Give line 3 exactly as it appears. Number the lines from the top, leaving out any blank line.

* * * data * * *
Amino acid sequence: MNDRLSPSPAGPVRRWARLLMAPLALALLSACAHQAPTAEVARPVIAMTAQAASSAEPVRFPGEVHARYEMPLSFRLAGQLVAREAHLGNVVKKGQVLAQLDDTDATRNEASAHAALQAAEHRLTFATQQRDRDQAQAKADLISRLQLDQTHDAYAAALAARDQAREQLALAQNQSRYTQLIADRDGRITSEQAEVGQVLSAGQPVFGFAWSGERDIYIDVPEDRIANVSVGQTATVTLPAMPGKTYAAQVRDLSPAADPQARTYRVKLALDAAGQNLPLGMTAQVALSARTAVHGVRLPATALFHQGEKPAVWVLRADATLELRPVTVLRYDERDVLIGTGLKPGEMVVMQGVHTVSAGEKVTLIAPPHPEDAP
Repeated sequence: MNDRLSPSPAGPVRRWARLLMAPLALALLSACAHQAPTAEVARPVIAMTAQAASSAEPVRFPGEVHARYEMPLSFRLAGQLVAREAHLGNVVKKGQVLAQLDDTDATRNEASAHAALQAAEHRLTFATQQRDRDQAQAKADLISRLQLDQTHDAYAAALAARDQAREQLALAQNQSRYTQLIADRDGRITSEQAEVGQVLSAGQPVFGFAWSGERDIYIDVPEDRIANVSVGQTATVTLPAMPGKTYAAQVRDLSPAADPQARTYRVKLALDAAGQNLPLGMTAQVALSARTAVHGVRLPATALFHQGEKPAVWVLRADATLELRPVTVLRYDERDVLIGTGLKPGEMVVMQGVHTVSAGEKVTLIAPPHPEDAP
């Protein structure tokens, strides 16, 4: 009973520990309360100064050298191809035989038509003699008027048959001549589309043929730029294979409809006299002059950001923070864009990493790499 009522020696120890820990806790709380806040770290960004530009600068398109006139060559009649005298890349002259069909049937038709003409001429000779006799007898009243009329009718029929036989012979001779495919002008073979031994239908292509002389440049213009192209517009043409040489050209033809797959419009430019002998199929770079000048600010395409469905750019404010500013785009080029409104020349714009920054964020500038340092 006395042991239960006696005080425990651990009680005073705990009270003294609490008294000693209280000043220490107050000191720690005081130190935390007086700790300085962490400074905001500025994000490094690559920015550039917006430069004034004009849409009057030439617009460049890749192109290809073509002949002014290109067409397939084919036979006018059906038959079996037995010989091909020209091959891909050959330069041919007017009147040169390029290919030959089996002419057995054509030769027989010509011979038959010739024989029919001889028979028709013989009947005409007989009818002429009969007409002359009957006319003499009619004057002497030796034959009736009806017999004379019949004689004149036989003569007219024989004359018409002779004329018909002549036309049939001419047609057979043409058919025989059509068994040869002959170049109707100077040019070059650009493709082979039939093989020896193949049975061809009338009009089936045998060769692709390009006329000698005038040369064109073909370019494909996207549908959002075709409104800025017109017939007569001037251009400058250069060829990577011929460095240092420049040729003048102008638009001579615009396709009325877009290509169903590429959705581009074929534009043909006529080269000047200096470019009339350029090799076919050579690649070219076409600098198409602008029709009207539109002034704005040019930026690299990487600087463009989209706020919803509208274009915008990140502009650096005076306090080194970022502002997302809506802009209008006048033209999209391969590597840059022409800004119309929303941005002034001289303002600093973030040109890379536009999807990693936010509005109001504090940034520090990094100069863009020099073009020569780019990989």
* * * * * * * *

């Protein structure tokens, strides 16, 4: 009973520990309360100064050298191809035989038509003699008027048959001549589309043929730029294979409809006299002059950001923070864009990493790499 009522020696120890820990806790709380806040770290960004530009600068398109006139060559009649005298890349002259069909049937038709003409001429000779006799007898009243009329009718029929036989012979001779495919002008073979031994239908292509002389440049213009192209517009043409040489050209033809797959419009430019002998199929770079000048600010395409469905750019404010500013785009080029409104020349714009920054964020500038340092 006395042991239960006696005080425990651990009680005073705990009270003294609490008294000693209280000043220490107050000191720690005081130190935390007086700790300085962490400074905001500025994000490094690559920015550039917006430069004034004009849409009057030439617009460049890749192109290809073509002949002014290109067409397939084919036979006018059906038959079996037995010989091909020209091959891909050959330069041919007017009147040169390029290919030959089996002419057995054509030769027989010509011979038959010739024989029919001889028979028709013989009947005409007989009818002429009969007409002359009957006319003499009619004057002497030796034959009736009806017999004379019949004689004149036989003569007219024989004359018409002779004329018909002549036309049939001419047609057979043409058919025989059509068994040869002959170049109707100077040019070059650009493709082979039939093989020896193949049975061809009338009009089936045998060769692709390009006329000698005038040369064109073909370019494909996207549908959002075709409104800025017109017939007569001037251009400058250069060829990577011929460095240092420049040729003048102008638009001579615009396709009325877009290509169903590429959705581009074929534009043909006529080269000047200096470019009339350029090799076919050579690649070219076409600098198409602008029709009207539109002034704005040019930026690299990487600087463009989209706020919803509208274009915008990140502009650096005076306090080194970022502002997302809506802009209008006048033209999209391969590597840059022409800004119309929303941005002034001289303002600093973030040109890379536009999807990693936010509005109001504090940034520090990094100069863009020099073009020569780019990989």